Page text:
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CUDDLY DUDLEY (& the Redcaps)

In the 1950’s, Dudley Heslop was probably the best known black rocker in the 1950’s UK thanks to many TV appearances on the famous "Oh Boy" show.  With ambitions to fame one of the first acts was to drop his surname and label himself “Cuddly Dudley”.  With his Big Band background, the re-branded “Cuddly Dudley” made his debut on the Oriole label with the Charles Ross Orchestra.  Rock ‘n’ Roll, having taken over America, was now breaking big in the UK and various “traditional” acts were re-aligning themselves to include the new sound and increase their appeal with a younger audience.  Dudley, managed by Guy Robinson who also looked after Johnny Kidd's early career, used to have himself promoted as Bristol's "answer" to the Big Bopper!

Meanwhile, Jack Good was spreading the appeal of Rock ‘n’ Roll to the UK teen audience via a series of original television shows centred around artists and audience but in a more dynamic "show" way rather than the conveyor-belt approach that the future “Top Of The Pops” would take.  His current show broadcast by the BBC was entitled “Oh Boy!” and would feature all the top UK rockers of the day from Cliff Richard and Billy Fury plus a multitude of others like Vince Eager and Johnny Gentle.  The backing was often provided by the Harry Robinson Band masquerading under the rather British title of “Lord Rockinghams’ XI”, who went on to a famous no.1 of their own, “Hoots Mon!” in 1958.

It was while Good was looking for new talent for this new show that Dudley was given his big break as a solo singer and with his big grin and smart suits with flashy ties Dudley became an instant hit with the viewing public.  In late 1958 the programme was encapsulated on an LP issued on the Parlophone label and Dudley featured on two tracks, "Hey Hey Hey Hey" (later covered by the Beatles in a medley with “Kansas City”) and "Lets Rock While The Rockings' Good".

In 1959 his debut single for HMV was released, coupling "Later" with "Lots More Love" (HMV Pop 586).  In January he featured in a film called “Latin Quarter” (filmed in the London nightspot of the same name) with the likes of Lord Rockinghams’ XI and Cherry Wainer.  During one of his dance routines Dudley fell off the stage, injuring ligaments in his leg, however it was not enough to prevent him appearing on the next edition of “Oh Boy!” the same week!  The following month Cliff Richard was indisposed with a sore throat and having to rest needed urgent deputising. Dudley was the man, although he had to be rushed to Euston, train ride to Manchester and finally taxi to Wigan to deputise in two shows that evening.  It was worth it; both times he brought the house down. Next day it was straight off to Newcastle while the next day was at Sheffield.  Finally it was back to London in time to appear at the 'Regal' in Edmonton, while in between making appearances on "Oh Boy" and "Top Numbers"!

In September, Dudley appeared in the “Big Pop Prom” at the Albert Hall and the following month acquired his own backing group, an all-black combo called The Embraceable Four”.  There were many more television appearances over the course of the year, which rounded off with one in Brussels.  In 1960 he was support to top American vocal group the Platters and released his second single “Too Pooped To Pop” coupled with “Kiss In Between” (HMV POP 725), the A-side of which was penned by Chuck Berry.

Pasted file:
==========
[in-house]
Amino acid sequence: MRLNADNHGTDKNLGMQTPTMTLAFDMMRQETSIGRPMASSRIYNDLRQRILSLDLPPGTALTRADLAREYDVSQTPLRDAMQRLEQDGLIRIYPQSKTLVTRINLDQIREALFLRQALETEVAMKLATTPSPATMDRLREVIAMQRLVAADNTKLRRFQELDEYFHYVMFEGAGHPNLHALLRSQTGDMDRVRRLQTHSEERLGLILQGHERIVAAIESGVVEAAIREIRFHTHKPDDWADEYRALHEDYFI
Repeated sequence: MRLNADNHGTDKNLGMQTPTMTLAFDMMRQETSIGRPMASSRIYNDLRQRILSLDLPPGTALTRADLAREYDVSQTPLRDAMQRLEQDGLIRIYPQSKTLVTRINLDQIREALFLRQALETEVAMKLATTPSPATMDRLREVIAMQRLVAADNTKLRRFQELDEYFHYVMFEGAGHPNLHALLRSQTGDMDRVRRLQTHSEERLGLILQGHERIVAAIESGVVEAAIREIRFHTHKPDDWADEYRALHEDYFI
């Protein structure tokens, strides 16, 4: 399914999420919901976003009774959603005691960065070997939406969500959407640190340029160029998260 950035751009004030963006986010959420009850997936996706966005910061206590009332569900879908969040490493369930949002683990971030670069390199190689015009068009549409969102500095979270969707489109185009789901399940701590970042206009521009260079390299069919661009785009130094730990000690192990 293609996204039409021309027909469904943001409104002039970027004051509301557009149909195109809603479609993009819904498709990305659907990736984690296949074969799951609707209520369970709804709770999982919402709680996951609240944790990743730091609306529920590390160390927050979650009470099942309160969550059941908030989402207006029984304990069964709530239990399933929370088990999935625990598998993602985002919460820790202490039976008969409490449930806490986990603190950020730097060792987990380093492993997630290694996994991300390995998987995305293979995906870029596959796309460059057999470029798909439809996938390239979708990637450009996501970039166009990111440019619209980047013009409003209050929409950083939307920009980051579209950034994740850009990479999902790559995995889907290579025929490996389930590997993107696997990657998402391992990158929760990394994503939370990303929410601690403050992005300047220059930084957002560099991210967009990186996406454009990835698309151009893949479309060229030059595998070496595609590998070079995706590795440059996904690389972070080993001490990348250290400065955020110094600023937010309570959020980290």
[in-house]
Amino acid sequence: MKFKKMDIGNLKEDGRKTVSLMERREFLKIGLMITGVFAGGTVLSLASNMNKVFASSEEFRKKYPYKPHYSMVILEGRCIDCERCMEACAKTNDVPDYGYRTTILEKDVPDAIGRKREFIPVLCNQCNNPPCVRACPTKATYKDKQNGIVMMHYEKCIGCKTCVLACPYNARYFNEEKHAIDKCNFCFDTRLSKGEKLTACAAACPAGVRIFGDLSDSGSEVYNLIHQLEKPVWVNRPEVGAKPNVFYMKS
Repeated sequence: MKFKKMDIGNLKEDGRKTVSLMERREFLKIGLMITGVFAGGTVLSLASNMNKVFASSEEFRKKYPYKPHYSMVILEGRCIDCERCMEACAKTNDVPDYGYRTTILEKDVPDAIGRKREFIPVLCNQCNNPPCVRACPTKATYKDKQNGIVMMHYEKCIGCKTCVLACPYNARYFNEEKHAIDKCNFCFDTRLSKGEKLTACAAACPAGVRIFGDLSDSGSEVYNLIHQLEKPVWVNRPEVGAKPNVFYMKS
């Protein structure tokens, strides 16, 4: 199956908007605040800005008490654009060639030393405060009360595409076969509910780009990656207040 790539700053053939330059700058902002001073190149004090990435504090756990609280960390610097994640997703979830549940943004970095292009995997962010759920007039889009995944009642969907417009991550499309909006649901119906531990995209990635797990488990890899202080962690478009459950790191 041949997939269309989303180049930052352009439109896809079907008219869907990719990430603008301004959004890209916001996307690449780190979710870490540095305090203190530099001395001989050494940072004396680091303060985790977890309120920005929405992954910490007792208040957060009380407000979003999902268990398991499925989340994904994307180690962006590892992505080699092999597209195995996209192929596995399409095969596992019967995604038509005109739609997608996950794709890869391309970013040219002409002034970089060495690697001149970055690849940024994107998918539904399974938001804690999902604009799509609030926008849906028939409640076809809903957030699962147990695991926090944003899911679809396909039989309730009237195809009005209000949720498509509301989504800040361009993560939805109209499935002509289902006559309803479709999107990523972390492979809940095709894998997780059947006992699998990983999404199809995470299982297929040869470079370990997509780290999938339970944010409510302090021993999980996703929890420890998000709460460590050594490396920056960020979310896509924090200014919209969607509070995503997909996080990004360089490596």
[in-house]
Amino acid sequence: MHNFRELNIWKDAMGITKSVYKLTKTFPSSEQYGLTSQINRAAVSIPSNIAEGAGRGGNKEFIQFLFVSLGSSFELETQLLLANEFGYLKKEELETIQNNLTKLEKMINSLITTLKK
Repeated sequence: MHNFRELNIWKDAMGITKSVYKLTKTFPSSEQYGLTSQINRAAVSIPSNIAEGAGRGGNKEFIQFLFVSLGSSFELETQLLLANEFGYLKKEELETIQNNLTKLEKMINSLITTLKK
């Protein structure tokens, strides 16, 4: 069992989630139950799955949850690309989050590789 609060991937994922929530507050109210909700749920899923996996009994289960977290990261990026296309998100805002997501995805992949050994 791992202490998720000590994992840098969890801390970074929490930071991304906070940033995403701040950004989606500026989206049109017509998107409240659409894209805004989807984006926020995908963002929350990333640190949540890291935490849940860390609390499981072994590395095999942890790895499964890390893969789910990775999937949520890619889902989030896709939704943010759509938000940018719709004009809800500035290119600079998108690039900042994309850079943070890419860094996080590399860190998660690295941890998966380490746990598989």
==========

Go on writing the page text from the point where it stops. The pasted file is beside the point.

Year Label A-side / B-side
1959    HMV POP586    Lots More Love/ Later 
1960    HMV POP725    Too Pooped To Pop/ Miss In- Between 
1961    Ember S136    Sitting In A Train/ One That I Like 
1964    Oriole ICB9    Blarney Blues/ Peace On Earth 
1964    Oriole ICB10    Way Of Life/When Will You Say You'll Be Mine 
                Redcaps only
1963    Decca F11716    Shout / Little Things You Do
1963    Decca F11789    Talkin' 'Bout You / Come On Girl
1963    Decca F11903    Mighty Fine Girl / Funny Things

London band the Redcaps backed him in 1960 and 61.  Their highly regarded line-up consisted of Johnny Patto on guitar, Johnny Spence on bass, Frank Farley on drums and Vic Cooper on Keyboards.  Dudley had left HMV and signed to Ember Records (later to be the refuge of John Barry after leaving EMI).  Cuddly and The Redcaps recorded and released one single, the topside of which was called "Sitting in A Train" / "One That I Like".  After this failed they eventually parted company and Johnny Kidd recruited the Redcaps (minus Cooper) when his previous crew of Pirates jumped ship.  Suitably renamed the Pirates, they evolved into a powerhouse of a trio and, with Green replacing Patto through illness, were influential in revitalising Kidds’ charting career with the top ten hit “I’ll Never Get Over You” in 1963.

For Dudley, the early 1960’s saw Cabaret work as well as other singles on the Piccadilly and Oriole labels, after which he moved into Ska Music and worked with the Bluebeats.  Cuddly Dudley may have broken through ahead of his time whereas, had he been part of the early 60's R'n'B movement he may have fared better and been allowed to develop both as a performer and recording artist.  Nevertheless, to those fortunate enough to have seen him, Dudley will be fondly remembered for his enthusiastic appearances on the "Oh Boy" TV shows.

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